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Flashcards in Danny Liew Lectures Deck (94):
0

What is level one level of evidence?

systematic review of RCTs

1

What is PICOT?

Population
Intervention
Comparator/Control
Outcome
Timing

2

What do you call the extent to which the results of a study are valid for the sample studied?

internal validity

3

What does internal validity depend on? 3 things

study design
data collection
data analysis

4

Why randomize? 2 reasons

reduce confounders

5

Why would you stratify randomization? eg. country/smoking status

make composition of groups more similar with regarding key confounders and reduce confounding

6

what's selection bias?

investigators assigning to particular intervention

7

Why blind?

reduce information bias

8

Who's blinded?
1. single-blind
2. double blind
3. triple blind

1. subjects
2. subjects + investigators
3. subjects + investigators + outcome assessors

9

when outcomes are determined according to strict standardized, objective criteria, this is called:

Objective Outcome Ascertainment

10

How would you achieve Objective Outcome Ascertainment in a multi-centre study?

have a centralised process

11

What's intention to treat?

Keeping the subjects in their randomized group regardless of actual dropouts, crossovers, losses

12

What's the point of intention-to-treat?

reduce selection bias

13

What does ITT analysis do to treatment effect?

always underestimates because assumes:
less in intervention group
more in control group

14

What's the p-value?

probability that the result arose from chance

15

What's the cut off for p-value?

0.05 not stat significant

16

What's a 95% confidence interval?

interval where you're 95% sure the value is within

17

What's it mean if there's no null value?

the result is stat significant

18

What is a null value?

if there's no difference between groups compared:
1.0 for ratios
0 for absolute risk differences

19

How are precision and Confidence Interval (CI) related?

The narrower the CI window, the more precise

20

If you have bigger sample size vs. smaller sample size, how does that affect CI width?

bigger = narrower CI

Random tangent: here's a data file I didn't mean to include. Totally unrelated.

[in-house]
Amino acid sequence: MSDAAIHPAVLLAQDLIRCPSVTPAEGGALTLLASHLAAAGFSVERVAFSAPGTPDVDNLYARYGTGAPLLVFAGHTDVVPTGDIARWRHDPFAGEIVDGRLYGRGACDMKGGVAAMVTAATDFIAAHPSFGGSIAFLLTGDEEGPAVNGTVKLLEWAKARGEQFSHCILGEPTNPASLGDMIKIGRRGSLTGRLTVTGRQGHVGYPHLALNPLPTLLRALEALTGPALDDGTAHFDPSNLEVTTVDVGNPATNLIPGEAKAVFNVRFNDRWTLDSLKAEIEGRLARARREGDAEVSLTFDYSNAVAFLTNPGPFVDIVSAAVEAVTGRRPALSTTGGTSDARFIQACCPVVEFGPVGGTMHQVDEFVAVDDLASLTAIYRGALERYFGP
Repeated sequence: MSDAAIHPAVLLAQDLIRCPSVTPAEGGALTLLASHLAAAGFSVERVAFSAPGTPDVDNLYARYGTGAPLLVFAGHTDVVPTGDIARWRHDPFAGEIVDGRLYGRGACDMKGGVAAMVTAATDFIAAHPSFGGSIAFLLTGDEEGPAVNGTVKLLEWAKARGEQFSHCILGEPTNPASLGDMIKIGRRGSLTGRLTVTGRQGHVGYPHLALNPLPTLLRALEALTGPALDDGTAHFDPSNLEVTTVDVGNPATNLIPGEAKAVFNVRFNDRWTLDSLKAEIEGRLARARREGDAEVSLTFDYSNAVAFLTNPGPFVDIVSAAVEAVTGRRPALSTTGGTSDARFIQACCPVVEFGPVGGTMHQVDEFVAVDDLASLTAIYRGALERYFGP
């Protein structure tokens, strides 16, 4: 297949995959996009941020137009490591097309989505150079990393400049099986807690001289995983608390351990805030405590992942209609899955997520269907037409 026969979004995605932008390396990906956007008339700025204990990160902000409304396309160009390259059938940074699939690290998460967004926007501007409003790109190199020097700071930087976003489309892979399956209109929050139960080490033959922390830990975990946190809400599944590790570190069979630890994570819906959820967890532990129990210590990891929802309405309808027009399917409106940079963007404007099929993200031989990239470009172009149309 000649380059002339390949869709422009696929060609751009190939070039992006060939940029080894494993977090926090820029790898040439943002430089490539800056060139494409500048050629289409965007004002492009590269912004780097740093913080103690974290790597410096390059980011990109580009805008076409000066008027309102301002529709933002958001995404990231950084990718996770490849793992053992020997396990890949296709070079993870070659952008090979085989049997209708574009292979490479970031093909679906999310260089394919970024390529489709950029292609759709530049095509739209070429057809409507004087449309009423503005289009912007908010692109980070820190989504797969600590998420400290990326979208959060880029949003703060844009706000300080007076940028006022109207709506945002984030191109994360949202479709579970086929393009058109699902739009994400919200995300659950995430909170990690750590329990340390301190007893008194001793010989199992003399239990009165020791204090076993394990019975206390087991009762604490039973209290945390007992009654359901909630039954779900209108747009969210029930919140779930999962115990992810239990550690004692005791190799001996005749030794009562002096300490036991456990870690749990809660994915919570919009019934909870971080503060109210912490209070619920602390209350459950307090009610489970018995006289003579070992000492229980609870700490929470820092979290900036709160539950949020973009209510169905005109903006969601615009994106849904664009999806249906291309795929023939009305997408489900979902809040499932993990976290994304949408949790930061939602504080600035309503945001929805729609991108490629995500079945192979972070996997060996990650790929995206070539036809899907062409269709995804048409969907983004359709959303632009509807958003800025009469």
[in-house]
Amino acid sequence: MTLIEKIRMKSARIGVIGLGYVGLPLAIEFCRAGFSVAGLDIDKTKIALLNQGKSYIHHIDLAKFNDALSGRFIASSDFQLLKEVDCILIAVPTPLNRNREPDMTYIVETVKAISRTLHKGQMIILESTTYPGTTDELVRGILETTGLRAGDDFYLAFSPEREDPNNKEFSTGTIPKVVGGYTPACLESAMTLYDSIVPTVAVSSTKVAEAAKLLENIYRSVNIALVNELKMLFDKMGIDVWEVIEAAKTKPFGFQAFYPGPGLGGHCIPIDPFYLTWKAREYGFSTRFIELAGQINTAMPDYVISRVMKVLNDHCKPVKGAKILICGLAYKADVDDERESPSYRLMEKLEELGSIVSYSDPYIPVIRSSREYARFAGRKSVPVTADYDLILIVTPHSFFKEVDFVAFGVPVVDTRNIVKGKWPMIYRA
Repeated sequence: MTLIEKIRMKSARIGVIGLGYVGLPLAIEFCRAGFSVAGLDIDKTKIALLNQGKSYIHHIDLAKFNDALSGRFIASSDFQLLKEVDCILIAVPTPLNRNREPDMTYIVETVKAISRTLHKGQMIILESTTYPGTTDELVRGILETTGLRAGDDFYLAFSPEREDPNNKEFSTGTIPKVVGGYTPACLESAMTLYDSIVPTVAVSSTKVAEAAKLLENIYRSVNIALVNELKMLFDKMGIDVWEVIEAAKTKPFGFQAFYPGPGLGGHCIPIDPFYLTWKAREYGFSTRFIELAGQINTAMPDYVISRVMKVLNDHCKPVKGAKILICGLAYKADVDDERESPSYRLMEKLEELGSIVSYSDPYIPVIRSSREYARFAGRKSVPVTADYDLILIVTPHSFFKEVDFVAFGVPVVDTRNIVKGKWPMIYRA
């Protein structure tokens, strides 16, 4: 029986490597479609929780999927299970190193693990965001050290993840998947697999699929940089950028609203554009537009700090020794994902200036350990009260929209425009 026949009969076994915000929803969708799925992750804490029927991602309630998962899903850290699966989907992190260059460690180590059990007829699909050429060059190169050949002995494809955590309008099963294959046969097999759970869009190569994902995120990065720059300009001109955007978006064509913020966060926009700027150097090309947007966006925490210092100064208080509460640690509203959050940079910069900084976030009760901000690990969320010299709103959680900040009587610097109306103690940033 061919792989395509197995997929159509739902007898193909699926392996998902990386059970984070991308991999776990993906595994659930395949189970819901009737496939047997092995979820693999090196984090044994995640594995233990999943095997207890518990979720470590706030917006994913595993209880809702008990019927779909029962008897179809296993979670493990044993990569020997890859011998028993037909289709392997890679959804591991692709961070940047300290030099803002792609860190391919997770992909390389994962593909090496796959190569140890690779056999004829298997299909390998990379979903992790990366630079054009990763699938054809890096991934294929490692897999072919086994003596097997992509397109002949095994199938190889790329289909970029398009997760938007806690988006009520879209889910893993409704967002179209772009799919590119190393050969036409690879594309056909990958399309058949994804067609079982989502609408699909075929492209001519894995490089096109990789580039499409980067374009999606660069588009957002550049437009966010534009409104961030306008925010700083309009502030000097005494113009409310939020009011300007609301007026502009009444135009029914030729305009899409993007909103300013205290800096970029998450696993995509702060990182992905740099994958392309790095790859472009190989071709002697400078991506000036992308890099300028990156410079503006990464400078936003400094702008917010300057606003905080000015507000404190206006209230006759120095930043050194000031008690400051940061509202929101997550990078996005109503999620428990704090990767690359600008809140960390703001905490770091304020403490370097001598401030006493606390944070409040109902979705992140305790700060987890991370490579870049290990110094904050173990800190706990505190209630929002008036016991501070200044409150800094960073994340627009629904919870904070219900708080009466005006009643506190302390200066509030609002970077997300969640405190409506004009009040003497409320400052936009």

smaller - wider CI

21

What is a type 1 alpha error?

study shows effect, but in reality no effect

22

what is a type 2 beta error?

study shows no effect, reality there is an effect. (false negative)

23

What would lack of power indicate?

non stat significant results possibly due to small sample size

24

Number needed to treat is what?

how many people need to be treated to prevent outcome in one person

25

how to calculate NTT?

1 / absolute risk or rate reduction

26

What's NNT affected by? 2 things:

relative effect
underlying likelihood of outcome

28

External validity depends on?

PICOT

29

Does a systematic review only focus on a single question?

Yes.

30

How is the criteria for the systematic review?

well-defined

31

what kind of data does a systematic review looks at?

clinical trial
observational data

32

4 key words for systematic review process:

identifies
appraises
selects
synthesises

33

What are the 4 purposes of a meta-analysis?

increase power
resolve uncertainty
improve precision
answer other questions

34

3 important data sources for systematic review

Medline, Embase, CINAHL etc
reference list
grey literature

35

inclusion/exclusion criteria?

inline with question
PICOT
sample size
aware of bias eg. language

36

How many people for selecting studies?

2 people independently

37

Quality of studies included important why?

garbage in = garbage out

38

EXAM question re: forest plots: make sure you know it!

Got it?

39

what should be done about heterogeneity?

minimized

40

what determines weighting of ind. studies?

sample size

41

2 measures of outcome important in systematic review?

relative: RR, OR
absolute: mean difference

42

validity of a meta-analysis relies on what?

studies that are similar enough to be pooled

43

What two kinds of similarity determines metaanalysis potential?

statistical - effect sizes/variances
non-statistical - PICOT

44

Can you objectively assess non-statistical heterogeneity?

nope.

45

When do you order a diagnostic test?

if clinical suspicion of disease

46

Are the results mostly definitive or preliminary in a diagnostic test?

Mostly definitive

47

Whats the purpose of a diagnostic test?

to confirm disease

48

Who do you apply a screening test to?